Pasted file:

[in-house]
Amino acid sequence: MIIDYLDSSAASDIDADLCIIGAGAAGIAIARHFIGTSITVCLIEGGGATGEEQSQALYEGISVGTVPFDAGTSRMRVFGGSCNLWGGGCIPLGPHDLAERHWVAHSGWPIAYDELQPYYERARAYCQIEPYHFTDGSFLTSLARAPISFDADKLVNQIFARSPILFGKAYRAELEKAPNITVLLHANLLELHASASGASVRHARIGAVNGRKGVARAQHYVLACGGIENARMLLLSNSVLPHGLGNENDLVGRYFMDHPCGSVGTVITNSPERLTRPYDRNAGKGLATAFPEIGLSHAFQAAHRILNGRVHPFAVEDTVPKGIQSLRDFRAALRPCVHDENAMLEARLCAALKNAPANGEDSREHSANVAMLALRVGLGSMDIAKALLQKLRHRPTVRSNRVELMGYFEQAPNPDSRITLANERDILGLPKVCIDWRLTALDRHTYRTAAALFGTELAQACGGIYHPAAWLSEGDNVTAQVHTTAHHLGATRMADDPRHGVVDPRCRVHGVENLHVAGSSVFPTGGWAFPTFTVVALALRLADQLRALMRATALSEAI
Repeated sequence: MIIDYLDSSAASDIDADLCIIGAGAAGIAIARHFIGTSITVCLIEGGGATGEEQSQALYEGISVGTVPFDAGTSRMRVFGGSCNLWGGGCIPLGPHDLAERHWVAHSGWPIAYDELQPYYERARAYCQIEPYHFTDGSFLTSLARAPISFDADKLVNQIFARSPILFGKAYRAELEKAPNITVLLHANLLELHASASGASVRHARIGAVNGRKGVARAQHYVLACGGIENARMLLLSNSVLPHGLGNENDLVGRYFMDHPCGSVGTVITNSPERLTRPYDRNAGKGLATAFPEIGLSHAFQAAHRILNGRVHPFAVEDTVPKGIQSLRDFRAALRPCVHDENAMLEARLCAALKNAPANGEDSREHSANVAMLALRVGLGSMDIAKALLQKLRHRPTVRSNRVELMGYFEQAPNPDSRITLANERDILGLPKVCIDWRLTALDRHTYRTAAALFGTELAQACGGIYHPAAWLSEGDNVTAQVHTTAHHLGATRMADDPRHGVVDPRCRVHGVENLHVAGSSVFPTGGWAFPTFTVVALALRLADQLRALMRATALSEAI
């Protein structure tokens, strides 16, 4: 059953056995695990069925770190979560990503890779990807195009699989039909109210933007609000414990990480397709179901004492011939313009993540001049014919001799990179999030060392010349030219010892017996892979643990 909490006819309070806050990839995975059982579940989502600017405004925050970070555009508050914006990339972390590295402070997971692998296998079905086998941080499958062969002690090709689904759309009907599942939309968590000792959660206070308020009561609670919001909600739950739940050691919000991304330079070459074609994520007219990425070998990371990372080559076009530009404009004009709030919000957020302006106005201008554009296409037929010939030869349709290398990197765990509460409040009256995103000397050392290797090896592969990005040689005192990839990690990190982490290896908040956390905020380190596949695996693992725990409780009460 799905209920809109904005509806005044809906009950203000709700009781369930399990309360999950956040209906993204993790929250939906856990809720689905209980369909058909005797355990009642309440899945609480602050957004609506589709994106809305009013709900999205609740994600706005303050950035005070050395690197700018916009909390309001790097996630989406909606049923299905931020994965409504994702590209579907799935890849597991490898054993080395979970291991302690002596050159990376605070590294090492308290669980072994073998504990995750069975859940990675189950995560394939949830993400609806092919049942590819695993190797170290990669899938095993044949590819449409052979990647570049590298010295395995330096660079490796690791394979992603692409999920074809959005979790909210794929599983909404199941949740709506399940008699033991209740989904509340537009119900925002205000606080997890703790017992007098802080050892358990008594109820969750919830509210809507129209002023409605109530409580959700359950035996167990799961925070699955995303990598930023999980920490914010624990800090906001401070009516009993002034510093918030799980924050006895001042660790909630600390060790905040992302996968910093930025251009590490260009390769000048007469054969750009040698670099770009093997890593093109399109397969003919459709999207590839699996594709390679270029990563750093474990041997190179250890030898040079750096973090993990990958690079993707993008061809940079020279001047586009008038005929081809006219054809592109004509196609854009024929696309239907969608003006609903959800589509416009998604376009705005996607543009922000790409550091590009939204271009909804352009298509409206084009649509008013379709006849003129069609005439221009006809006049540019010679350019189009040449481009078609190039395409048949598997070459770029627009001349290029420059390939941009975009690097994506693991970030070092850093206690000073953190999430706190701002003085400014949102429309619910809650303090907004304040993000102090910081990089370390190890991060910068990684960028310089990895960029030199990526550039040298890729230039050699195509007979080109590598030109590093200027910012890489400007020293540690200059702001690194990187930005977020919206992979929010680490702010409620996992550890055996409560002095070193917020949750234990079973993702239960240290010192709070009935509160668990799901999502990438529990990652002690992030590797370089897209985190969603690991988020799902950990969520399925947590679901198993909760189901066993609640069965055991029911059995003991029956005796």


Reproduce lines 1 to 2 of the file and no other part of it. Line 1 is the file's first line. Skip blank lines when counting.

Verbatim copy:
[in-house]
Amino acid sequence: MIIDYLDSSAASDIDADLCIIGAGAAGIAIARHFIGTSITVCLIEGGGATGEEQSQALYEGISVGTVPFDAGTSRMRVFGGSCNLWGGGCIPLGPHDLAERHWVAHSGWPIAYDELQPYYERARAYCQIEPYHFTDGSFLTSLARAPISFDADKLVNQIFARSPILFGKAYRAELEKAPNITVLLHANLLELHASASGASVRHARIGAVNGRKGVARAQHYVLACGGIENARMLLLSNSVLPHGLGNENDLVGRYFMDHPCGSVGTVITNSPERLTRPYDRNAGKGLATAFPEIGLSHAFQAAHRILNGRVHPFAVEDTVPKGIQSLRDFRAALRPCVHDENAMLEARLCAALKNAPANGEDSREHSANVAMLALRVGLGSMDIAKALLQKLRHRPTVRSNRVELMGYFEQAPNPDSRITLANERDILGLPKVCIDWRLTALDRHTYRTAAALFGTELAQACGGIYHPAAWLSEGDNVTAQVHTTAHHLGATRMADDPRHGVVDPRCRVHGVENLHVAGSSVFPTGGWAFPTFTVVALALRLADQLRALMRATALSEAI